Prevent is one strand of the UK’s wider counter-terrorism strategy known as CONTEST. The four strands of the CONTEST strategy are:
- Prevent – aims to stop people from becoming terrorists or supporting terrorism by safeguarding people and communities
- Pursue – concerned with the apprehension and arrest of people suspected of being engaged in the planning, preparation or commissioning of terrorism
- Protect – seeks to strengthen our protection against a terrorist attack and reduce our vulnerability to an attack
- Prepare – mitigate the impact of a terrorist attack where an attack cannot be stopped
The purpose of the Prevent strand is to safeguard and support people to stop them from becoming terrorists or supporting terrorism of any form. Prevent aims to:
- tackle the causes of radicalisation and respond to the ideological challenge of terrorism
- safeguard and support those most at risk of radicalisation through early intervention, identifying them and offering support
- enable those who have already engaged in terrorism to disengage and rehabilitate.
For more information about the Prevent strand download the Prevent Strategy.
What is Prevent and what does it do?
Prevent is a service that provides non-compulsory safeguarding support to people who have the final say in accepting support or not.
It is about safeguarding. In the same way, support is provided to those at risk of becoming involved in gangs, drugs, exploitation, or other forms of harm, individuals susceptible to being groomed into terrorism can also be offered support.
Prevent operates within a non-criminal space, intending to pre-empt criminal activity. This ensures the protection of communities and not its criminalisation.
Importantly, those who receive support from Prevent do not receive a criminal record.
What does the Prevent team do?
Community engagement is pivotal. We work closely with the local community and voluntary groups to co-deliver support.
We train and support frontline staff and specified authorities on issues including radicalisation, extremism, terrorism and support mechanisms, so they can recognise when someone may be at risk and can respond appropriately.
We regularly seek to promote discussion and debate. As such, we organise events such as free training, workshops and community Q&A.
Through our Prevent Education Officer, we offer tailored support, guidance and advice to those working in the education sector.
If you would like to book training please contact:
What is radicalisation and what may it look like?
The Prevent strategy defines radicalisation as the process by which someone comes to support terrorism or forms of extremism which lead to terrorism.
Because radicalisation is a process, it is hoped that people like you can intervene in the process to prevent people from harming themselves or others.
There is no single factor that leads someone to become radicalised. Instead, it is often the result of several factors. Some indicators of concern may be:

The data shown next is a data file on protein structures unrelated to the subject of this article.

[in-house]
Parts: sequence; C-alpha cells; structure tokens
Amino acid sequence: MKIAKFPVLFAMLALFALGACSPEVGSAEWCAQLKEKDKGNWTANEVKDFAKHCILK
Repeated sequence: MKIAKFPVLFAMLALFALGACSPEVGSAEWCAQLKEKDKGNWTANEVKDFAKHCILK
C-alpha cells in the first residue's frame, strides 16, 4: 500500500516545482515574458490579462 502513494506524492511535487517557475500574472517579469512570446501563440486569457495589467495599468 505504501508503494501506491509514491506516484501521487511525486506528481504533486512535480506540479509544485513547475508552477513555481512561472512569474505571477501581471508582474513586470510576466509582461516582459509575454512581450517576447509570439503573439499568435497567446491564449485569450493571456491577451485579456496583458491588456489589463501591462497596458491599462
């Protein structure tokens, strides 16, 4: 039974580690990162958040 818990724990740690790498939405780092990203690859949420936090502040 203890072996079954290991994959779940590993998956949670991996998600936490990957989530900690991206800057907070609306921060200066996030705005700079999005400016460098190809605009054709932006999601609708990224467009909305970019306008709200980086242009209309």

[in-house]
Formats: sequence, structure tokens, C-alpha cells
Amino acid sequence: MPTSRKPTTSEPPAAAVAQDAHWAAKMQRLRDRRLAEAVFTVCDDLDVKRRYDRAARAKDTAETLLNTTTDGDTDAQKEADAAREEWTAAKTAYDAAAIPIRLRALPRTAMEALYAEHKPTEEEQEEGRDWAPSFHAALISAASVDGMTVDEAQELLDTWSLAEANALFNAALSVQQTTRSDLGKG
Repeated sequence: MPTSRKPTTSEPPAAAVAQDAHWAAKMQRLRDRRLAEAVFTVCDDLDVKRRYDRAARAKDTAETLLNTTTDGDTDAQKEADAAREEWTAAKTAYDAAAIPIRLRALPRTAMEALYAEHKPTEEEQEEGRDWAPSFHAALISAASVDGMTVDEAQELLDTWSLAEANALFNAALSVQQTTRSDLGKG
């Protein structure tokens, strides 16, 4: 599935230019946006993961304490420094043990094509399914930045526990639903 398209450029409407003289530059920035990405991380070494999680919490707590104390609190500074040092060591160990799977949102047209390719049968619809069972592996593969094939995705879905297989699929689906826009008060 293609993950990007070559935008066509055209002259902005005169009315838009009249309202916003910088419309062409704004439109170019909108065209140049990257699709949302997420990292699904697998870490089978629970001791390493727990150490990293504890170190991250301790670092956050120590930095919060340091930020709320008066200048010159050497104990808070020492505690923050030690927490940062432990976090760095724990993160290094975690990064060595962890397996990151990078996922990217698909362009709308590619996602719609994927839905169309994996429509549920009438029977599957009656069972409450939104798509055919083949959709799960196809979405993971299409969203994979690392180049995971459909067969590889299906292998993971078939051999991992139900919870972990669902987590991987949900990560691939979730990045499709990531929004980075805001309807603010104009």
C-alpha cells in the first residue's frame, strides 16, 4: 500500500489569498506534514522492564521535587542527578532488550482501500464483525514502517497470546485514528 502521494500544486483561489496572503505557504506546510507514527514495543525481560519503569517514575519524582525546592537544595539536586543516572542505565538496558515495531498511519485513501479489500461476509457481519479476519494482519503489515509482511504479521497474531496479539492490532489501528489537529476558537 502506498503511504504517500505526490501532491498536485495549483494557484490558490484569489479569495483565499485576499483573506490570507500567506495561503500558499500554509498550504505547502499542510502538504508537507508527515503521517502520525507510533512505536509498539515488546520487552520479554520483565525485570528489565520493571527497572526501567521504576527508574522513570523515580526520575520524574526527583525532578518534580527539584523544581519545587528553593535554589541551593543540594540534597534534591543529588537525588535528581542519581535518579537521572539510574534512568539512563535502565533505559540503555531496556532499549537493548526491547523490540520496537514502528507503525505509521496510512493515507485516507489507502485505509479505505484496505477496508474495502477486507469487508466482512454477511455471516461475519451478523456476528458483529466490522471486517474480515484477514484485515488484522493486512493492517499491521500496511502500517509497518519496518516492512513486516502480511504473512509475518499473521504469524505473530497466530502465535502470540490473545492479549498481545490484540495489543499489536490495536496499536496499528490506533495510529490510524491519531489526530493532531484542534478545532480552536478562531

- Justifying the use of violence to bring about political, social or cultural change. This may mean supporting terrorist acts to bring about change.
- Possessing extreme material or symbols. This could include possessing certain literature, items or clothing.
- Engaging with extreme groups and their messaging. Sometimes the person may try to convince others of that message. They may also believe that violence is the only means to enable this extreme belief to be implemented.
- Use of extreme or hate terms to exclude others or incite violence
- Spending an increasing amount of time online. The person may be sharing or consuming extreme views online.
What is Channel and how does it support Prevent?
Channel is the safeguarding panel that supports Prevent.
It is a programme led by the local authority, that focuses on supporting people at an early stage who are identified as susceptible to being drawn into terrorism. It ensures people are able to receive support before they are exploited by those wanting them to embrace terrorist-related activity.
Channel is a confidential and voluntary process where multi-agency safeguarding professionals meet to discuss support options. These support options encompass an array of different interventions, addressing educational, vocational, mental health, and other vulnerabilities. Ideological support is also common, which may include discussion with credible ideological experts and faith leaders.
For more information about Channel, download the Channel Duty Guidance: Protecting vulnerable people from being drawn into terrorism.
How do I make a referral?
You should refer someone to Prevent if you are concerned that they are being radicalised, or you are concerned that they are becoming involved in extremism or terrorism.
The information you provided in your referral form will be assessed.
You will be contacted if further information is required